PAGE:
Christmas spike in shoplifting expected

Retailers should have an increased awareness of the risk and take the appropriate precautions.

Acting Senior Sergeant Chris George AS retailers get ready for the busy Christmas shopping season, they are also gearing up to fight the seasonal spike in shoplifting.

Acting Senior Sergeant Chris George said police expected more reports of shoplifting as it came closer to Christmas.

"Traditionally we see an upsurge in the number of cases," he said.

Professional shoplifters took advantage of shops being busy at this time of the year and were easily able to sell stolen goods to satisfy the demand for Christmas presents, Acting Snr Sgt George said.

"Retailers should have an increased awareness of the risk and take the appropriate precautions," he said.

As yet there had not been any upsurge but police expected incidents to increase closer to Christmas, he said.

Farmers department store loss-prevention manager Jim Smith said the store would be prepared, with more people on the floor and with in-store security cameras.

Workers were well-aware of people who could be considered professional shoplifters - they knew who they were and what they looked like, Mr Smith said.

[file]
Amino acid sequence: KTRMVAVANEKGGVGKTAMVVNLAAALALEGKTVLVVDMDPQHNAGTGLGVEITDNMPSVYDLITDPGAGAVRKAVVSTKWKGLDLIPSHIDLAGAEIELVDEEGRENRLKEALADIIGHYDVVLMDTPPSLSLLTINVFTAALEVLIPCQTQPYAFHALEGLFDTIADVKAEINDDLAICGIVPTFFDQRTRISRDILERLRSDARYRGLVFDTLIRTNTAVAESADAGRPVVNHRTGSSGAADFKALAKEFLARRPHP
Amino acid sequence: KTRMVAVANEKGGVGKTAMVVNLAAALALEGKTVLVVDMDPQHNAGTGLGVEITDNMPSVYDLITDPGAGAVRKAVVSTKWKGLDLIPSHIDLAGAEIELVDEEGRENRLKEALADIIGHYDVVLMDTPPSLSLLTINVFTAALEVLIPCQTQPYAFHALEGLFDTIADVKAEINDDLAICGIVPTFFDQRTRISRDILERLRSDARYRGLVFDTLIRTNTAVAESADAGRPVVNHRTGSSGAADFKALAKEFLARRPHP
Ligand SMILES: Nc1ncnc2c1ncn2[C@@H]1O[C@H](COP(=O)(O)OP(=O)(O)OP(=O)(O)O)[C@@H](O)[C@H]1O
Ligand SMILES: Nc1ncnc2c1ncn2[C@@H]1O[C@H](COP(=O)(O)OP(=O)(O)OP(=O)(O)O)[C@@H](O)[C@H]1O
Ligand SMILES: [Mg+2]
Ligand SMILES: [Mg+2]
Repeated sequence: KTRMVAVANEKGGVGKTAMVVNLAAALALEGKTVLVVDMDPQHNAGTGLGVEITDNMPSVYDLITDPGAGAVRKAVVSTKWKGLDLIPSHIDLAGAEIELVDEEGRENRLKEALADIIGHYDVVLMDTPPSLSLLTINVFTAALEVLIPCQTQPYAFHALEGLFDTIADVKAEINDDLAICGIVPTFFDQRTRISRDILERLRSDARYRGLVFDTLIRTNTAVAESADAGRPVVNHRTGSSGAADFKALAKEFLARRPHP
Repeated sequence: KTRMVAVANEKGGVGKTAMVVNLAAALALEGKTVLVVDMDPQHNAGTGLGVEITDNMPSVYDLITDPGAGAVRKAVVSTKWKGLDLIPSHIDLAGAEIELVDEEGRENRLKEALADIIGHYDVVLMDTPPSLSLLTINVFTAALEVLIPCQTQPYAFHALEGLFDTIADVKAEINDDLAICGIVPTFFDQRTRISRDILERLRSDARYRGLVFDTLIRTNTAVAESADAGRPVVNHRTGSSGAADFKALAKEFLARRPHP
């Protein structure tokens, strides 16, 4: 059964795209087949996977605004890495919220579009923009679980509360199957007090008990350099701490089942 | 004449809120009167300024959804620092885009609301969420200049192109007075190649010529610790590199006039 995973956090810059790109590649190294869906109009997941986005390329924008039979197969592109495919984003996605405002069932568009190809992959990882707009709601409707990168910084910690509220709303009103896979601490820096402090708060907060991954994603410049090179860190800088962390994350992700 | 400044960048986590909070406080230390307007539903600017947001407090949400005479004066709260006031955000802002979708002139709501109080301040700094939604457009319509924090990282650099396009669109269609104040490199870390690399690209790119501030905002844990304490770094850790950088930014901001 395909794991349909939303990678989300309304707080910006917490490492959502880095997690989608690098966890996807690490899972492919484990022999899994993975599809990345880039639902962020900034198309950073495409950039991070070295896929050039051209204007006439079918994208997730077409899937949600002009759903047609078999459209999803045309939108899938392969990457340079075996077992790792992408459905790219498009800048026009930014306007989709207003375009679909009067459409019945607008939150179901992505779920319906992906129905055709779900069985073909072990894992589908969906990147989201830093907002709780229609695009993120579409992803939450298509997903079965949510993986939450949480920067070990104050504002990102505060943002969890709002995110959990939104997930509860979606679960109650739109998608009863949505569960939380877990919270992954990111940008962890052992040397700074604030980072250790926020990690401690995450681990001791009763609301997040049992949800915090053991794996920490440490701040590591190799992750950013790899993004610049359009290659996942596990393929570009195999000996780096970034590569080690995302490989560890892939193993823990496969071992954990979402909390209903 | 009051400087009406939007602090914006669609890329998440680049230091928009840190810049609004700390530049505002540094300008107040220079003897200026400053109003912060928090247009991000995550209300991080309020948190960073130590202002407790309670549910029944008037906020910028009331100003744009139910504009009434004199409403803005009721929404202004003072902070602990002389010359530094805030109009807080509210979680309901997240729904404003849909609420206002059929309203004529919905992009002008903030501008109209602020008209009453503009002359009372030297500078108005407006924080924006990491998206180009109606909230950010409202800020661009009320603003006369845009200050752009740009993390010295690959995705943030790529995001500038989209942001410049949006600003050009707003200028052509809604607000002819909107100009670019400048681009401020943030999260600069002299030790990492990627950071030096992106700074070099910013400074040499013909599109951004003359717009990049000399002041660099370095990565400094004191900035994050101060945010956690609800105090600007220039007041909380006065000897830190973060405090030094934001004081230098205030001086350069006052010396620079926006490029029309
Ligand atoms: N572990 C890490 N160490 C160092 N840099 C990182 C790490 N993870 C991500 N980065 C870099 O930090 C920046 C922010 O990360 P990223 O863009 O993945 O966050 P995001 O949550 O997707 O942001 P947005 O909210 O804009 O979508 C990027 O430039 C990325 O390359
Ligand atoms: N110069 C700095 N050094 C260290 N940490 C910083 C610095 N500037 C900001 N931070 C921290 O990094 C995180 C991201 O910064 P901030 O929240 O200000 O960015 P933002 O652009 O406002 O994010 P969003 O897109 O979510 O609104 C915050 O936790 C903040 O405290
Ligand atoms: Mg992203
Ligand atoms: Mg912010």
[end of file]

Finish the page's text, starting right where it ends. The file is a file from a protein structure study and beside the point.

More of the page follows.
Meridian Mall manager Michael Porter said the mall did see an increase in the numbers of shoplifters caught around Christmas time, but it was relative to the increase in foot traffic.

"Most of the shoplifters we catch are unfortunately generally younger people just taking advantage of the situation," Mr Porter said.

Most of the well-known shoplifters were already trespassed from the mall and security staff were experienced, he said.

In October, Mr Porter told The Star that 32 security cameras tracked shoplifters as they moved through the mall's common areas. Footage was used to help the police.

"I think we keep pretty well on top of it." University of Otago marketing senior lecturer John Guthrie has published studies on retail crime.

Christmas was a "perfect storm" characterised by economic pressures, demand for goods and people with free time, Dr Guthrie said.

'There is no doubt shoplifting becomes much more popular at this time of the year.

"But trying to understand the motivations behind the shoplifting is difficult because there are many reasons."

For many it was a business; for others it was linked to economic pressures and gift expectations at Christmas, Dr Guthrie said.

Almost all retailers knew about the increase in theft around Christmas time and were well-prepared, he said.


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